The Line of Degeneration (Part I)
Russian philosophical genius Alexander Zinoviev posited that World War II and the Cold War which followed it were "evolutionary wars." The USSR was a line of evolution alternative to the Western line, which they tried to close with an all-out effort. What are we fighting for in the deepening conflict with the West today? For a secure place on the Western path of evolution, which is in fact the only path today? In other words, do we want to follow the same path, only on our own, without their intrusive advice and intentions to "help" us in developing our riches? Or is the evolutionary gate not completely closed yet and do we have something to uphold other than our own territory and resources? What would this line be and do we need to engage in all these experiments one more time? Is it perhaps time to calm down and walk further in the same direction as everybody else, only not under joint command but on our own? Or should we finally get rid of these excessive ambitions and move in line with everybody else?
In my comments, I would like to address this array of questions. The first thing that needs to be examined is the state of affairs along the Western line itself: what fate we are supposed to share with them. I will stick to the view that the Western world today is on a descending historical trend. The actual historical process represents the intertwining of a plethora of evolutionary lines. Over recent centuries, we have observed in the West colossal and unprecedented progress in various fields. At the same time, and in parallel with it, the process of the degeneration of Western European civilization has been gathering momentum. The line of degeneration today has acquired such dynamics and power that it has largely begun to shape the situation in countries that are not involved in this evolutionary process, that is, around the world. This is not only about gays, low birth rates, the pervasiveness of immigrants, and so on. The process of degeneration has affected virtually all spheres of life and activity in Western countries, as it has in Russia — to the extent to which we are part of their world. To show this, I will need to introduce the notion of degeneration, which I will do in the first two columns.
There is only one life
Although our interest lies in the essence of degeneration in social (human) systems, I will begin the discussion of this issue in a somewhat strange way: with the animal kingdom. It is not only that this will make it easier to elucidate the essence of degeneration, but also that as we move along, we will need to debunk a number of common misconceptions about the biological determinants of humankind itself.
We usually perceive a degenerate as some weak, deficient creature, unable to stand up for himself. In reality, a degenerate can be very strong and aggressive. He can be any way. It is impossible to identify degeneration by considering an individual species. Degeneration can be identified only by comparing the characteristics of an individual species against the functional characteristics required in a process that is crucial for a population, genus, and even biosphere as a whole: reproduction. What an animal should be like is predetermined by the "interests" of the survival of the species of a higher order, all the way up to Life on Earth as a whole. Degeneration is a deviation from these optimal functional characteristics, predetermined — to reiterate — not by the survival of a species, but the reproduction of super-species or even mega-species, such as the biosphere.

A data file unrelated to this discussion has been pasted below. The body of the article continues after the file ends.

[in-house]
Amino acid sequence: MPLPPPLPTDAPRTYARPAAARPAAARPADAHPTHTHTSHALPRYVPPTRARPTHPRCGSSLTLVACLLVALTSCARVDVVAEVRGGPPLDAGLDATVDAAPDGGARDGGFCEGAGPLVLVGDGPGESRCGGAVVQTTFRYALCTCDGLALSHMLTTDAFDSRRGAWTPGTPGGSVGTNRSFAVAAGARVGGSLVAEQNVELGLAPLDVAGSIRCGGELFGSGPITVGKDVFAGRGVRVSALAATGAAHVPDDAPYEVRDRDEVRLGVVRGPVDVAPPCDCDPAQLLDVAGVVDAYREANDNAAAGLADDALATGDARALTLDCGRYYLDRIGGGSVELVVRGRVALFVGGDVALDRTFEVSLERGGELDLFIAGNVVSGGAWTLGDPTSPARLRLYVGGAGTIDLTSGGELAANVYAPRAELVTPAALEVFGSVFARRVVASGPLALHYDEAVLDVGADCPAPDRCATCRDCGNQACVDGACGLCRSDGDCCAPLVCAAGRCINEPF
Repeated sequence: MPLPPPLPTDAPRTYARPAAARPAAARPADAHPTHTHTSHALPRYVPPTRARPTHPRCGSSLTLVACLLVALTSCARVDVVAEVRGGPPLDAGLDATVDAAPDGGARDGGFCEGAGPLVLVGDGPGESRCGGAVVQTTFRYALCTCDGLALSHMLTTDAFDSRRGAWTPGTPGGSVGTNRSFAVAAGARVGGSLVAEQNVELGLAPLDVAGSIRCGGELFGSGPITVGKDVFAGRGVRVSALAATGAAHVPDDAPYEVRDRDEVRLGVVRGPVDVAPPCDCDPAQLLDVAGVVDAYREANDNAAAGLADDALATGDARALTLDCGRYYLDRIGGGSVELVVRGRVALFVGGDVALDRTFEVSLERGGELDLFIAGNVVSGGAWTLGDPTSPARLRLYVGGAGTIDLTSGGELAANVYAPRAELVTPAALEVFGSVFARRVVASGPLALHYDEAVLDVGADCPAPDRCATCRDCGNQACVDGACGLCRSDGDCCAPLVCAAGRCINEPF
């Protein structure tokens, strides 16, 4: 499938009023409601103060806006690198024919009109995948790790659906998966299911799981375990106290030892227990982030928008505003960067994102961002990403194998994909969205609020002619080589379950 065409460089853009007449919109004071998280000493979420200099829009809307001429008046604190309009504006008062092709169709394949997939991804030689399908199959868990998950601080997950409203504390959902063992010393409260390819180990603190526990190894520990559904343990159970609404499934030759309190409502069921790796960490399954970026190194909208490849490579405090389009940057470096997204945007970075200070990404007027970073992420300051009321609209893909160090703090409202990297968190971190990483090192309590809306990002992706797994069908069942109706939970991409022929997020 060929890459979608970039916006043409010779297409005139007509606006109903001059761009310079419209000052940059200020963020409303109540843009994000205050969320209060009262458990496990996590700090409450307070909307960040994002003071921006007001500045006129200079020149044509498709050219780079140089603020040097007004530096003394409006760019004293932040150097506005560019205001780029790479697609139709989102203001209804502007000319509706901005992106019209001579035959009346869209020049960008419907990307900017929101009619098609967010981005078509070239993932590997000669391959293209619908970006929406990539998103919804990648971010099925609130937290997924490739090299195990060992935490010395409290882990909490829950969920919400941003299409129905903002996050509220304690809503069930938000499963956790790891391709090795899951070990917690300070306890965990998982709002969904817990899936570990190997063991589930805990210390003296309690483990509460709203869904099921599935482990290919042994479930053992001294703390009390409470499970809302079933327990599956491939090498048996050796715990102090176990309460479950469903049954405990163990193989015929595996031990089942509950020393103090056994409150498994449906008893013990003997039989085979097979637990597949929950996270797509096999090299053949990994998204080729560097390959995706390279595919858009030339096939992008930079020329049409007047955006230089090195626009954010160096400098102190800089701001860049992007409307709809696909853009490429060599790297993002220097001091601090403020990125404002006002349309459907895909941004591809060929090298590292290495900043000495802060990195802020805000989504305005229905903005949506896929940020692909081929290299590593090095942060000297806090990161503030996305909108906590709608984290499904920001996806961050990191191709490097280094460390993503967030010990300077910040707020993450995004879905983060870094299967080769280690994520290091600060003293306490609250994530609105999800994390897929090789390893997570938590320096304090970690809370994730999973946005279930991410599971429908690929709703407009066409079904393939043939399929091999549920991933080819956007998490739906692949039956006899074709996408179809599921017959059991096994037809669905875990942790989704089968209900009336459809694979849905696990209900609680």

It would be correct to say that in reality there are not many lives: there is only one life on Earth. An animal is an element within this grand scheme. It is not an autonomous creature, and its functional characteristics can be understood only by considering it "from above," through the reproduction of a population, genus and biosphere.
If biologists could trace the development/expansion of one single mega-program and the development of one "macro-organism" in the evolution of the biosphere, incidentally, that would resolve many problems of the theory of evolution as we know it today. In particular, paleontologists have not found many intermediate forms between species that are interconnected by origin. It turns out that plants and animals make evolutionary leaps, with new species evolving without any intermediate forms. This constantly happens with cells in an organism. After it receives a particular signal, a cell abruptly reorganizes the work of its genetic apparatus, and the next division produces cells with substantially different qualities. As a result of several such divisions, an organism will receive the cells that it needs at any given moment. Possibly, the same happens with biological species: contrary to Darwin, their changes are not accidental. A species transforms or produces a new subspecies strictly in compliance with the law: in the "interest" of the biosphere as a whole.